If the 133,220 railcars owned by Berkshire's Marmon Industries were put into a single train, its locomotive would be in Omaha and its caboose in Portland, Maine.
At the end of 2015, 97 percent of the cars were leased, with 7 percent of them carrying crude oil. The most common cargo is chemicals and refined petroleum products.
Buffett would be "delighted" to use some of Berkshire's cash to buy its own shares if the company's stock price falls below 120 percent of its book value.
At the end of 2015, the book value was $155,501, making the buyback price $186,601. That's 5.8 percent below the latest pershare price of $198,190.50.
The book value grew by $15.4 billion in 2015, so it has been catching up to the slumping stock price. Buffett said Berkshire's "intrinsic value far exceeds its book value" because the increase in value of its operating businesses, especially its insurance companies, isn't recognized by the accounting methods used to calculate book value.
If Berkshire buys its shares, he said, the value of remaining shareholders' stock would increase.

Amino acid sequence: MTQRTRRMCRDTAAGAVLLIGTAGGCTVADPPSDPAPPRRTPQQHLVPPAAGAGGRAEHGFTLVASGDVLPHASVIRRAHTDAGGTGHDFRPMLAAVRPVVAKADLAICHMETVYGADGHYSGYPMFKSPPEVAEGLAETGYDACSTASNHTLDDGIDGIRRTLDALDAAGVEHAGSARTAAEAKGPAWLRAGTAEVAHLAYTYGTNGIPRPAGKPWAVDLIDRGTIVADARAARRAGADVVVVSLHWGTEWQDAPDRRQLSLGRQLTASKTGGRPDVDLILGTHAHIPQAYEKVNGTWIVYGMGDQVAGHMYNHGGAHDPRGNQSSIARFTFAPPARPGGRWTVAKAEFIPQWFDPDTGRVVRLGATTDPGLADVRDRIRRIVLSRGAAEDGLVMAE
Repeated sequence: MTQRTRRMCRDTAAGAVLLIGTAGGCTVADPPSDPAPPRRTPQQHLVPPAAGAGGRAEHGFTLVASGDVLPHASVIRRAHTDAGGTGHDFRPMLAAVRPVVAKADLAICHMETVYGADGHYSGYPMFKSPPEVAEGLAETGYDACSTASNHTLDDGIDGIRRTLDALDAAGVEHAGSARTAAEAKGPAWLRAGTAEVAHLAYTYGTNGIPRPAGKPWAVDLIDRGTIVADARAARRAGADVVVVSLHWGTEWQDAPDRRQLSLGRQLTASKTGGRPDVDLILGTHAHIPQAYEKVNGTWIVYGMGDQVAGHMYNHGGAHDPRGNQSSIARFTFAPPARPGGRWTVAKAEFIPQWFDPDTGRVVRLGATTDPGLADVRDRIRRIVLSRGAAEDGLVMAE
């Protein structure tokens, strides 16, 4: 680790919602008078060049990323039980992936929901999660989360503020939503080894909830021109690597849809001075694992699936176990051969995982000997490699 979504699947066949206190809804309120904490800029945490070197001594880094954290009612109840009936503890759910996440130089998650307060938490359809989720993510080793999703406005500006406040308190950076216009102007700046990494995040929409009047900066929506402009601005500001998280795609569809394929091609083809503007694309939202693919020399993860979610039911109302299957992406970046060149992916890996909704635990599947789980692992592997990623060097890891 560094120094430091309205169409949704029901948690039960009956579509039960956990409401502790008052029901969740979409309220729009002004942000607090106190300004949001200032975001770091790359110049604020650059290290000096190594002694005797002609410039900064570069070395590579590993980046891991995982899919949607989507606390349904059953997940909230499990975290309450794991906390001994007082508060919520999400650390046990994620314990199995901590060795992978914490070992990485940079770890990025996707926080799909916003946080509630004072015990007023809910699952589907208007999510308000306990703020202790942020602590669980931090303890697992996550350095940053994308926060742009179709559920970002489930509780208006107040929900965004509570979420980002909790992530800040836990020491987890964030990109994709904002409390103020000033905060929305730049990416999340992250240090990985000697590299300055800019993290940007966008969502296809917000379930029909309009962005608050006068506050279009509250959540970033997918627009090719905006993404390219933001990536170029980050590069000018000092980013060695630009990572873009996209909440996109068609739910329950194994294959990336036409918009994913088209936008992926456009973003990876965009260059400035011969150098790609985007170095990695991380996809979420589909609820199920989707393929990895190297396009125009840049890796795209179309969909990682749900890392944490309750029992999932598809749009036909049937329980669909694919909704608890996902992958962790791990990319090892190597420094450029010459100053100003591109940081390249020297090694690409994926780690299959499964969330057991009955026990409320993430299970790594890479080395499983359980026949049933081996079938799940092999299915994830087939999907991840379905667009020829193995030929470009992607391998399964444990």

Berkshire's dozens of small non-insurance businesses earned $5.7 billion last year, up from $5.1 billion in 2014.
Berkshire invested $16 billion in property, plant and equipment last year, 86 percent of it in the United States. Of the total, $1.6 billion was invested by BNSF Railway and Berkshire Hathaway Energy.
Berkshire Hathaway Energy has invested $16 billion in renewable energy and now owns 7 percent of the country's wind-generating capacity (six times the share owned by the nearest other utility) and 6 percent of U.S. solar-generating capacity.
Berkshire's largest unrecorded wealth lies in its insurance companies, which hold $88 billion in "float" while waiting for claims. Over 13 years, the companies have made $26 billion by receiving more premium dollars than they pay out for claims.